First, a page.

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On the shelf

The Magazine publishes a selection of general-interest books by alumni authors. For additional alumni books, see In Their Own Words.

photo:  on the shelfThe Holy Vote: The Politics of Faith in America, by Ray Suarez, AM’93, Rayo, 2006. Conservative “Red America” and liberal “Blue America” have increasingly diverged over the last several election cycles. Suarez, senior correspondent at The Jim Lehrer News Hour, examines America’s political and ideological polarization through the lens of religion. This glimpse into religion and politics explores the belief structures that guide and fuel Americans’ voting patterns.

Off the Books: The Underground Economy of the Urban Poor, by Sudhir Alladi Venkatesh, AM’92, PhD’97, Harvard University Press, 2006. In Maquis Park, a poor black neighborhood on Chicago’s South Side, individuals make their livings through unregulated and untaxed work. These ventures—including a mechanic who works in an alley and a preacher who provides meditation services—constitute the ghetto economy and create an intricate web connecting the neighborhood’s residents. Venkatesh provides a portrait of this community while exploring the sociology of America’s poor.

The Nation’s Region: Southern Modernism, Segregation, and U.S. Nationalism, by Leigh Anne Duck, PhD’00, University of Georgia Press, 2006. In the early 20th century the U.S. South’s close-knit, traditional communities were the country’s picture of a romantic past. After the Great Depression, however, as the nation modernized, the South’s racially segregated society threatened the country’s progressive identity. Using the works of Southern writers such as Thomas Dixon, Zora Neale Hurston, and William Faulkner, Duck explores how their literature confronted ideas of a “monolithically archaic South.” 

photo:  on the shelfThe Political Economy of Virtue: Luxury, Patriotism, and the Origins of the French Revolution, by John Shovlin, AM’92, PhD’98, Cornell University Press, 2006. At the dawn of the French Revolution, a period of economic and moral decline, excess wealth flowed into the hands of a small upper class, motivating midlevel elites to reimagine the role of economic activity in reviving France’s patriotic spirit. Shovlin illuminates the social and economic forces that incited the revolutionaries and inspired them to establish a commercial society that encouraged both wealth and virtue.

Six Arguments for a Greener Diet, by Michael F. Jacobson, AB’65, et al., Center for Science in the Public Interest, 2006. Not only can eating more plant-based and fewer fatty animal products lead to a longer, healthier life, but this diet can also improve the environment, argue the authors. Presenting both scientific research and practical advice, Jacobson offers alternatives to America’s current food system that can improve public health, the environment, and animal welfare.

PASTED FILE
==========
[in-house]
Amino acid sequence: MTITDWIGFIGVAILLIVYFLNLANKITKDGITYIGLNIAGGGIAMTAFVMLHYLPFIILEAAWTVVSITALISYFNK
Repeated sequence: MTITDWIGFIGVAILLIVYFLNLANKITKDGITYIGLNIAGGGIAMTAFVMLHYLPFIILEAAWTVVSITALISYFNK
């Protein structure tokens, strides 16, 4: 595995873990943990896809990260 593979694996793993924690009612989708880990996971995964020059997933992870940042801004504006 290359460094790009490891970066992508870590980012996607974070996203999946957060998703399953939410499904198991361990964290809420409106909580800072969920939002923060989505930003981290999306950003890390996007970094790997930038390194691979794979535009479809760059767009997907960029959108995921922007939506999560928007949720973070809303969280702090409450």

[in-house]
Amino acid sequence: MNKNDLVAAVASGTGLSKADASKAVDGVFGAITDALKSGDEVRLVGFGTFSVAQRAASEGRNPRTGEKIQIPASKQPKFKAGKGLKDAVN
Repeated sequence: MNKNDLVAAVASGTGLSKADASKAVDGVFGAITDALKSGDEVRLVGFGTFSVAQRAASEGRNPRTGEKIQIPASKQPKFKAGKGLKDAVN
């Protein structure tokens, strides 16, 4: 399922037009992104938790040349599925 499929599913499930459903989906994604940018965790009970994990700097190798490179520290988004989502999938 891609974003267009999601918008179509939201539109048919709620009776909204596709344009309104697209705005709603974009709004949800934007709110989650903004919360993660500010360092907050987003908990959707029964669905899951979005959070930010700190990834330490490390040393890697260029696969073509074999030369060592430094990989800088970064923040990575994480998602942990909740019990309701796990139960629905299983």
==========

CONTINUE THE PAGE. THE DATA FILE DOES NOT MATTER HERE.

photo:  on the shelfThe Politics of Urban Beauty: New York and Its Art Commission, by Michele H. Bogart, AM’75, PhD’79, University of Chicago Press, 2006. Since its 1989 founding, the Art Commission of the City of New York (ACNY) has determined what works of art can be displayed on the city’s property (defined as everything from parks to trash cans). Bogart traces the history of the commission and, as former vice president, provides an insider’s perspective on the role of the ACNY and public art in shaping New York City’s urban identity.

Hurricane Blues: Poems about Katrina and Rita, edited by Philip C. Kolin, AM’67, and Susan Swartwout, Southeast Missouri State University Press, 2006. Containing 111 previously unpublished works by 95 emerging poets, including Mark Jarman,  Linda Pastan, and John Kinsella, this volume explores the physical and emotional destruction wreaked by 2005 hurricanes Katrina and Rita. Covering the moments before the storms broke to rescue and recovery, these poems act as eyewitness accounts. All proceeds go to Gulf Coast hurricane relief efforts.

Jewish Tradition and the Challenge of Darwinism, edited by Geoffrey Cantor and Marc Swetlitz, PhD’91, University of Chicago Press, 2006. Darwin’s theory of evolution has been extensively explored from the Christian perspective, but rarely in light of Jewish philosophy. This collection of case studies investigates the intersection of Jewish faith and ideology with evolutionary theory in specific historical contexts, including how social Darwinism has been adopted by both Zionists and anti-Semites in the past as a way to characterize Jews as a “race.”

photo:  on the shelfChristian Moderns: Freedom and Fetish in the Mission Encounter, by Webb Keane, AM’84, PhD’90, University of California Press, 2006. This cross-cultural ethnographic study explores a century of Christian conversion—from the colonial Dutch East Indies to post-independence Indonesia. Examining Christianity’s ideology and practices, Keane situates the religion’s relationship to language, materiality, and morality within the larger picture of modernity.

Racial Transformations: Latinos and Asians Remaking the United States, edited by Nicholas De Genova, AB’90, AM’92, PhD’99, Duke University Press, 2006. The black-white dichotomy has been the prevailing way to approach the production of race in America. De Genova’s essay collection challenges this racial binary by highlighting the American experiences of Latinos and Asians. Such accounts show how these communities have helped to shape the U.S., as well as how they confront and transform the identities imposed on them by American political and social processes.